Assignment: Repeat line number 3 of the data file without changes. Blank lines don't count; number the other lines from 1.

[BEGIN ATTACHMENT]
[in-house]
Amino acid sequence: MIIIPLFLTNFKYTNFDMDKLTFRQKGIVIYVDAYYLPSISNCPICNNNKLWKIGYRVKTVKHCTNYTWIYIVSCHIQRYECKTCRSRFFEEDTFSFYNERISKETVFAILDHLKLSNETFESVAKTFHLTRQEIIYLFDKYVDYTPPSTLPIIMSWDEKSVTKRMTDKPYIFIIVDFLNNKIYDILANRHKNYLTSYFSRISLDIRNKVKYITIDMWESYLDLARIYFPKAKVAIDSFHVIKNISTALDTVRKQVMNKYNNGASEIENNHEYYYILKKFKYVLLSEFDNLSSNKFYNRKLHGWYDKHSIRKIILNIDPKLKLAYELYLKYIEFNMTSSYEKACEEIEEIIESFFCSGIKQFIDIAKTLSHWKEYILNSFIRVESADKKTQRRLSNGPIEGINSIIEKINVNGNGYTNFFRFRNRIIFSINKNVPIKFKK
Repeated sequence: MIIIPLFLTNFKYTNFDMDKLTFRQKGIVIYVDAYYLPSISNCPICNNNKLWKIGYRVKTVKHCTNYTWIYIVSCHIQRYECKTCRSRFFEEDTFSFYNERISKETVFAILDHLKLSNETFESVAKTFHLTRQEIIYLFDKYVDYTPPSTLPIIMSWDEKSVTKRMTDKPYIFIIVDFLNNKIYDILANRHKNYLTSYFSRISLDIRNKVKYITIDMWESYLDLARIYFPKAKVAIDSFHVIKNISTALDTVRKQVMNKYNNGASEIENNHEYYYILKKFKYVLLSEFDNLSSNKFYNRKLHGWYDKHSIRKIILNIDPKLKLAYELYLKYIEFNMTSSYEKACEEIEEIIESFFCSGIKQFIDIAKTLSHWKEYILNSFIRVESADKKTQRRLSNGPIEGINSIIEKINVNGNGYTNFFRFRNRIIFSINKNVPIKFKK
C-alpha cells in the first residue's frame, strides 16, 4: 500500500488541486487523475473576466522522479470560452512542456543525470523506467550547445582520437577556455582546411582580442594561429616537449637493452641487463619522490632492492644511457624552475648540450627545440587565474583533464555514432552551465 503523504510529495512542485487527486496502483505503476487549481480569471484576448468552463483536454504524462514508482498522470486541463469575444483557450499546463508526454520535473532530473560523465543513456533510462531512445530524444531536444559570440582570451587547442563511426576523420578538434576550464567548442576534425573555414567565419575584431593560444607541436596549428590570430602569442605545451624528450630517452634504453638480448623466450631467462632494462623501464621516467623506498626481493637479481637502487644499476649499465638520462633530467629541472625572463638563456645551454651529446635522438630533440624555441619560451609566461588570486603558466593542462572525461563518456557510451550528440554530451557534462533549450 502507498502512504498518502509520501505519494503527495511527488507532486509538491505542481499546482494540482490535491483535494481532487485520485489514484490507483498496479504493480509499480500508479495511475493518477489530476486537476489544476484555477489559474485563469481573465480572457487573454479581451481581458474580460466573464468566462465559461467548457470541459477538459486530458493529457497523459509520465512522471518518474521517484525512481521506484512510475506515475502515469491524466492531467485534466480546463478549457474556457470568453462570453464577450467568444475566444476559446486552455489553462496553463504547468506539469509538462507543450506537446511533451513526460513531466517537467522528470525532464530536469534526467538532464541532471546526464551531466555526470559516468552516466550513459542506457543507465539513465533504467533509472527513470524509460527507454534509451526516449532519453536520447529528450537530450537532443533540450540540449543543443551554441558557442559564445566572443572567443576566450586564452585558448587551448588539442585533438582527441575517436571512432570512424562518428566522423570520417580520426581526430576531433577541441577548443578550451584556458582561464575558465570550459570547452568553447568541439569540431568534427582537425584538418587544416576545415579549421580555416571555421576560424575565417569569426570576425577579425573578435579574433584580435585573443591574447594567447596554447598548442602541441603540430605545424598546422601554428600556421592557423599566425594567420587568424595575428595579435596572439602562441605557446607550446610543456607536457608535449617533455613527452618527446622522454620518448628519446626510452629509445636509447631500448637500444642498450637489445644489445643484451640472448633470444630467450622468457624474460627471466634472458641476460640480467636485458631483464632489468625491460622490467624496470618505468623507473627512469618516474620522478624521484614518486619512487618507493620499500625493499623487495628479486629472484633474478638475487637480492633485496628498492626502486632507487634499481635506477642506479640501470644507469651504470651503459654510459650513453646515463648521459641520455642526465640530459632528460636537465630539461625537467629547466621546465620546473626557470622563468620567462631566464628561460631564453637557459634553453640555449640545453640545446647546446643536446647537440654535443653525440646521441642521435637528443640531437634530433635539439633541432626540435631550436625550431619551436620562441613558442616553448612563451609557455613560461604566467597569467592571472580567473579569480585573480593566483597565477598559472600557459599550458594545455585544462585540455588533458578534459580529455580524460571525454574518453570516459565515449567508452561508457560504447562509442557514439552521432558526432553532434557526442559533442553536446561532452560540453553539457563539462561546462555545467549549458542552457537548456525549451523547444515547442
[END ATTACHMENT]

Repeated sequence: MIIIPLFLTNFKYTNFDMDKLTFRQKGIVIYVDAYYLPSISNCPICNNNKLWKIGYRVKTVKHCTNYTWIYIVSCHIQRYECKTCRSRFFEEDTFSFYNERISKETVFAILDHLKLSNETFESVAKTFHLTRQEIIYLFDKYVDYTPPSTLPIIMSWDEKSVTKRMTDKPYIFIIVDFLNNKIYDILANRHKNYLTSYFSRISLDIRNKVKYITIDMWESYLDLARIYFPKAKVAIDSFHVIKNISTALDTVRKQVMNKYNNGASEIENNHEYYYILKKFKYVLLSEFDNLSSNKFYNRKLHGWYDKHSIRKIILNIDPKLKLAYELYLKYIEFNMTSSYEKACEEIEEIIESFFCSGIKQFIDIAKTLSHWKEYILNSFIRVESADKKTQRRLSNGPIEGINSIIEKINVNGNGYTNFFRFRNRIIFSINKNVPIKFKK